Businesses spent $1.74 trillion on mergers and acquisitions involving U.S. companies during the first six months of the year—the highest amount in more than four decades—as finance chiefs tapped into cheap funding options to acquire technologies, services and other assets.
Such transactions surged in value in the first six months of the year, up from $511.79 billion during the year-ago period and $1.28 trillion in the first six months of 2019, before the pandemic, according to data provider Refinitiv, which began tracking deals in 1980. The total number of deals with U.S. involvement, at 9,725, also was higher than in comparable periods in 2020 and 2019, Refinitiv said.
U.S. companies are cash-rich thanks to last year’s emergency fundraising rounds and strong earnings in recent quarters, providing chief financial officers with money to fill gaps in their portfolios. Also, consumer behavior and market patterns have changed during the pandemic, forcing businesses to accelerate their transformation strategies.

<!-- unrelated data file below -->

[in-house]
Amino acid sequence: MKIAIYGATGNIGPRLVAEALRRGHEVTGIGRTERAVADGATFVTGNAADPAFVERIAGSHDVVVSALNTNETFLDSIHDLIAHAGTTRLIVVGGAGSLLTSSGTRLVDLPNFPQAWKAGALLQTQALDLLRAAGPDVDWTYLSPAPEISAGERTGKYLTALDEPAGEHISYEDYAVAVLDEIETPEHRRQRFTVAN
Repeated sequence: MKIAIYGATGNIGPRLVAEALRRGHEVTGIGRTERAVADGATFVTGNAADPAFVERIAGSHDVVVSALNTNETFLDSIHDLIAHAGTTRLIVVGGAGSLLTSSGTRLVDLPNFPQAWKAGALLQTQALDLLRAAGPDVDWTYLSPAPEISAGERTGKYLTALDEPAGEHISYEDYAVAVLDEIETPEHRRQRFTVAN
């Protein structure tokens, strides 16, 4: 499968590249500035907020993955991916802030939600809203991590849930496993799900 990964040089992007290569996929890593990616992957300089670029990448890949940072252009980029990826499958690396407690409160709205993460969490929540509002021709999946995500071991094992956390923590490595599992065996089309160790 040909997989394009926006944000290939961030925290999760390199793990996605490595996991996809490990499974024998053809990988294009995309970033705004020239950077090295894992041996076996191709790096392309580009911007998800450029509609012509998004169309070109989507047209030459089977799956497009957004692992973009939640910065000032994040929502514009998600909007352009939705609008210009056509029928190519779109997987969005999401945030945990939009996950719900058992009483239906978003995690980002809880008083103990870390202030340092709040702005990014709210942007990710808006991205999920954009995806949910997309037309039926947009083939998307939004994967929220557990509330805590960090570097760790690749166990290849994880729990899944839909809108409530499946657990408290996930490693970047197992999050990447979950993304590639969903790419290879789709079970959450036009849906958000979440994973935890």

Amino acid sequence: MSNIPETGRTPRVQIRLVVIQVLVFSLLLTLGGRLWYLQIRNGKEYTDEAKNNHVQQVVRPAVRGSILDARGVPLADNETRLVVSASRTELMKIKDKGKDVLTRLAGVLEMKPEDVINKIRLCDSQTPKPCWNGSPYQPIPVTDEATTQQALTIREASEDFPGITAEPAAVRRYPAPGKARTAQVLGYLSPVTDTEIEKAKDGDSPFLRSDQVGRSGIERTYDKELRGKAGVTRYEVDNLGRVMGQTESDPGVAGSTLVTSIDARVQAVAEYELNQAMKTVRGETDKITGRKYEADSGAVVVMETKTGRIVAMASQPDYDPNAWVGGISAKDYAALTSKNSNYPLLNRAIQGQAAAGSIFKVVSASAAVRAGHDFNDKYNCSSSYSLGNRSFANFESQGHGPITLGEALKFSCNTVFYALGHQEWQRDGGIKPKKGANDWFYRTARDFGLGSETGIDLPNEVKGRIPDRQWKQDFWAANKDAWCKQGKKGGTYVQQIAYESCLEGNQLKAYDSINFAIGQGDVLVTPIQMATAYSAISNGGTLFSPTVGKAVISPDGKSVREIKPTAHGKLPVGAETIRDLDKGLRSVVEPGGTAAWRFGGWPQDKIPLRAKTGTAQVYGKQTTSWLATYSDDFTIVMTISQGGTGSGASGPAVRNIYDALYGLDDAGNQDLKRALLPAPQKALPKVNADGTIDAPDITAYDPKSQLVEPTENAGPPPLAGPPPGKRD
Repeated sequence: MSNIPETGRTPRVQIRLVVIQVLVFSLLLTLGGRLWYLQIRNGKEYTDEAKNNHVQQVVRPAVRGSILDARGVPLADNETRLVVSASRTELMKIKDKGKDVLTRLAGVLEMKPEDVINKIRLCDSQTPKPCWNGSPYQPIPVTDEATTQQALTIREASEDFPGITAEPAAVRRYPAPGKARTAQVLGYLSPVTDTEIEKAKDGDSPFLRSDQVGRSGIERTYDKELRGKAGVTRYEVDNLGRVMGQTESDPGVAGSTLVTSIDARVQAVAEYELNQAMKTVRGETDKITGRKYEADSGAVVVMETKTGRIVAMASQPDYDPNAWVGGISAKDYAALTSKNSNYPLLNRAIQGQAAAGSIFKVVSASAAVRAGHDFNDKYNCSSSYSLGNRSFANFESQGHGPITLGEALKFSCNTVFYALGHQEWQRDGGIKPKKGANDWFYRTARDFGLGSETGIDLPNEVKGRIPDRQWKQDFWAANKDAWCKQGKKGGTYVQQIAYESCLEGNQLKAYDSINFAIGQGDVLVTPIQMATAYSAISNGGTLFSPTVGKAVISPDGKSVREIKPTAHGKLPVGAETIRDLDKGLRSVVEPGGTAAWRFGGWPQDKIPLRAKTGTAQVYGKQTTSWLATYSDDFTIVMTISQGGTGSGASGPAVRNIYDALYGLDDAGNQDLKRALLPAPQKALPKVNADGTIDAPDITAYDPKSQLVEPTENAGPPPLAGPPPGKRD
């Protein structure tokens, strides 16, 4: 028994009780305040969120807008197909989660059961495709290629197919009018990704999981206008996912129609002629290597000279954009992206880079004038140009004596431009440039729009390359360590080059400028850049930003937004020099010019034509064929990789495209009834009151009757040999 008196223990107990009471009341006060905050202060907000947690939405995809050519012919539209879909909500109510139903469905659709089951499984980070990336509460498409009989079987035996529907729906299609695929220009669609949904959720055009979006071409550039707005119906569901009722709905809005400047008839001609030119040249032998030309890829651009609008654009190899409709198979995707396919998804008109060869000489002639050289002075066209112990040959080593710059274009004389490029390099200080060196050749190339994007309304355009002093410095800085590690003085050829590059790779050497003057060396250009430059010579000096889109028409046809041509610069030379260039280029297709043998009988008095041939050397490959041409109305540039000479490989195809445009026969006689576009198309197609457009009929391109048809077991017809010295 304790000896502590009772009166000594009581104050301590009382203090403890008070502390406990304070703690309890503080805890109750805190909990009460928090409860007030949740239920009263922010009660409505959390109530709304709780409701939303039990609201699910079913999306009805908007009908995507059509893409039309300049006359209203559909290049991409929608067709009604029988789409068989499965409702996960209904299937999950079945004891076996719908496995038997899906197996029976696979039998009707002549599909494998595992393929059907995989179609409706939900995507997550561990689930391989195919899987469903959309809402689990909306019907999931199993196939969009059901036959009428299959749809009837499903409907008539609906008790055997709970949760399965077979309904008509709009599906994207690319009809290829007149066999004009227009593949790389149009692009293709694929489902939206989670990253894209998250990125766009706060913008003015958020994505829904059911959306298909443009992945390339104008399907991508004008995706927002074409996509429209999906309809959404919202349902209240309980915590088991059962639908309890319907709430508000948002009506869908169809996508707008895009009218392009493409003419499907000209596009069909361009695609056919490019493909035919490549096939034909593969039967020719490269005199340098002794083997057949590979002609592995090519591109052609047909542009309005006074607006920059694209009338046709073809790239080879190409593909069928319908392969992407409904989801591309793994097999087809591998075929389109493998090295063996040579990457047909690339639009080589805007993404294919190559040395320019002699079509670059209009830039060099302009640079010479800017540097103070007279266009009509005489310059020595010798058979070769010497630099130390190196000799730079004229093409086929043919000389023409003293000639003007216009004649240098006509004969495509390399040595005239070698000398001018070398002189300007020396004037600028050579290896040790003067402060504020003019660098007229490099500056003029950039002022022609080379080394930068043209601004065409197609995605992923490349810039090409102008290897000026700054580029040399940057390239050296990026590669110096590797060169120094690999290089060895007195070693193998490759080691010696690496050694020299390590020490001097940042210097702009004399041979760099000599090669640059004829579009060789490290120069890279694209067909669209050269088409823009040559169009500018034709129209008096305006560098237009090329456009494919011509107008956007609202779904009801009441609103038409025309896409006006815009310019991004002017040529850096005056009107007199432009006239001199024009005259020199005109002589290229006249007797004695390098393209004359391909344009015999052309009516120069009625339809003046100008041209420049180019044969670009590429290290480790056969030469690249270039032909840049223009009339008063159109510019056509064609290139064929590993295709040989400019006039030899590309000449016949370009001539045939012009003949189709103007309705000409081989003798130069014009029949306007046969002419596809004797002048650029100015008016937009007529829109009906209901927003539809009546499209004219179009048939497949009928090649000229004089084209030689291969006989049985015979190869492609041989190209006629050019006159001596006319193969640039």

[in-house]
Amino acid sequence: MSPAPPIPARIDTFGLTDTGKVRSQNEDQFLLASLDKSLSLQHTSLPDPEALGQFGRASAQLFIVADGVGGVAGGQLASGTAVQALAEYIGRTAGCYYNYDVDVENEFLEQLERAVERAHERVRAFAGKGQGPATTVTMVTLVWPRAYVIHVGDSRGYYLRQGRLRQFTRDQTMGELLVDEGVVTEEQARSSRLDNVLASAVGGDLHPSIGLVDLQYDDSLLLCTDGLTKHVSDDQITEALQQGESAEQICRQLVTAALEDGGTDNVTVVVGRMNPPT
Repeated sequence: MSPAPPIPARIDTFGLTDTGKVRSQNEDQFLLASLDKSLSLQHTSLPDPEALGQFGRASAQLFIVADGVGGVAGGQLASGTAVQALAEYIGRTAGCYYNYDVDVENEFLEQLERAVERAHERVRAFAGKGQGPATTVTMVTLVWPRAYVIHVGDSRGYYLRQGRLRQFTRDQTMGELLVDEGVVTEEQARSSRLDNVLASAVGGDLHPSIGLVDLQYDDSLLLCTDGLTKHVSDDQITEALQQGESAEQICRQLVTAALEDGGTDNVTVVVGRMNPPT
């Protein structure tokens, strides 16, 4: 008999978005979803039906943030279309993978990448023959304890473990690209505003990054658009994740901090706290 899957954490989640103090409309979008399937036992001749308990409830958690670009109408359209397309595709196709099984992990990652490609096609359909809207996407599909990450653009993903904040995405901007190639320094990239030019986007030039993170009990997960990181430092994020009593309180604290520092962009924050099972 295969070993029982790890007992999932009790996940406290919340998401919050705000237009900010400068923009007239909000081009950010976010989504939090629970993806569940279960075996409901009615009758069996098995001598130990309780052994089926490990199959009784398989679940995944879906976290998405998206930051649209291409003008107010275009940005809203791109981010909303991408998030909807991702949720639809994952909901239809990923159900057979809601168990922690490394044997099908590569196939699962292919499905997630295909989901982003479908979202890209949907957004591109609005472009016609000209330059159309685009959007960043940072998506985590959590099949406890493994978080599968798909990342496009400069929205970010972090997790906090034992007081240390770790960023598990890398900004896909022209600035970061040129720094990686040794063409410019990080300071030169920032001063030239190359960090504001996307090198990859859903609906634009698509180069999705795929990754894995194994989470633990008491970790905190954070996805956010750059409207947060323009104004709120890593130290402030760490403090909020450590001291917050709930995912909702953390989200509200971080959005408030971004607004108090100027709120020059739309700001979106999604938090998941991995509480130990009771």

Under pressure to meet high expectations from investors, many companies are taking the faster route to grow their business through acquisitions instead of focusing on organic growth alone. The recent surge comes after deal making slowed to a trickle last spring after coronavirus restrictions took hold, before picking up later in the fall.